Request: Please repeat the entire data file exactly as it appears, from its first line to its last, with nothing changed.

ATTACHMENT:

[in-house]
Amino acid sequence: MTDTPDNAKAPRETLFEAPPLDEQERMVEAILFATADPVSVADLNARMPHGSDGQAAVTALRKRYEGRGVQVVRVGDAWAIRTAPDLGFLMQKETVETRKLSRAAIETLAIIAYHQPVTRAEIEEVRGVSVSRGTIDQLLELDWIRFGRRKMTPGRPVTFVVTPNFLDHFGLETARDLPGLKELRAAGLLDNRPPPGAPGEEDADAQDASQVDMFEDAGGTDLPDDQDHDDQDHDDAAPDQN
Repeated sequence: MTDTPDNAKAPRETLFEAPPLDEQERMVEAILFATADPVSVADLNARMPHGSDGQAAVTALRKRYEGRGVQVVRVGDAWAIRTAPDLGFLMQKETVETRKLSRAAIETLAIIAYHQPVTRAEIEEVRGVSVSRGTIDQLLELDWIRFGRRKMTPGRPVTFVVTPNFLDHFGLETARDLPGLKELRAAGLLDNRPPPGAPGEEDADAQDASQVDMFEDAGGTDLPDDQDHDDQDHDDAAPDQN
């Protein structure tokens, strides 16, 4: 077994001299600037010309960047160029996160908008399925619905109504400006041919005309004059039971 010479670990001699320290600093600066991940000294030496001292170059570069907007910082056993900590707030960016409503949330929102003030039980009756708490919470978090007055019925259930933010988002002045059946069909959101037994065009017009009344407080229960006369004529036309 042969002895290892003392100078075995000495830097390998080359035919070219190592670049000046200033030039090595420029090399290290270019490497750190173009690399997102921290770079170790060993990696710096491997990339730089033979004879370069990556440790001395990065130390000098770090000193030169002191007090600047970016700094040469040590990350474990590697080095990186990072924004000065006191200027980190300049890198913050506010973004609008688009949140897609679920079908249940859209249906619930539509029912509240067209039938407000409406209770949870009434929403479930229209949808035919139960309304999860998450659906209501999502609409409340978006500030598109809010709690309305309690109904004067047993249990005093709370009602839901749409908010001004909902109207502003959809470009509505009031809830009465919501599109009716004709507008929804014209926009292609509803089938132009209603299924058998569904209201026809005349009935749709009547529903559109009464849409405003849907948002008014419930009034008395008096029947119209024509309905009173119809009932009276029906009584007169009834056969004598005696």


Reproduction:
[in-house]
Amino acid sequence: MTDTPDNAKAPRETLFEAPPLDEQERMVEAILFATADPVSVADLNARMPHGSDGQAAVTALRKRYEGRGVQVVRVGDAWAIRTAPDLGFLMQKETVETRKLSRAAIETLAIIAYHQPVTRAEIEEVRGVSVSRGTIDQLLELDWIRFGRRKMTPGRPVTFVVTPNFLDHFGLETARDLPGLKELRAAGLLDNRPPPGAPGEEDADAQDASQVDMFEDAGGTDLPDDQDHDDQDHDDAAPDQN
Repeated sequence: MTDTPDNAKAPRETLFEAPPLDEQERMVEAILFATADPVSVADLNARMPHGSDGQAAVTALRKRYEGRGVQVVRVGDAWAIRTAPDLGFLMQKETVETRKLSRAAIETLAIIAYHQPVTRAEIEEVRGVSVSRGTIDQLLELDWIRFGRRKMTPGRPVTFVVTPNFLDHFGLETARDLPGLKELRAAGLLDNRPPPGAPGEEDADAQDASQVDMFEDAGGTDLPDDQDHDDQDHDDAAPDQN
């Protein structure tokens, strides 16, 4: 077994001299600037010309960047160029996160908008399925619905109504400006041919005309004059039971 010479670990001699320290600093600066991940000294030496001292170059570069907007910082056993900590707030960016409503949330929102003030039980009756708490919470978090007055019925259930933010988002002045059946069909959101037994065009017009009344407080229960006369004529036309 042969002895290892003392100078075995000495830097390998080359035919070219190592670049000046200033030039090595420029090399290290270019490497750190173009690399997102921290770079170790060993990696710096491997990339730089033979004879370069990556440790001395990065130390000098770090000193030169002191007090600047970016700094040469040590990350474990590697080095990186990072924004000065006191200027980190300049890198913050506010973004609008688009949140897609679920079908249940859209249906619930539509029912509240067209039938407000409406209770949870009434929403479930229209949808035919139960309304999860998450659906209501999502609409409340978006500030598109809010709690309305309690109904004067047993249990005093709370009602839901749409908010001004909902109207502003959809470009509505009031809830009465919501599109009716004709507008929804014209926009292609509803089938132009209603299924058998569904209201026809005349009935749709009547529903559109009464849409405003849907948002008014419930009034008395008096029947119209024509309905009173119809009932009276029906009584007169009834056969004598005696």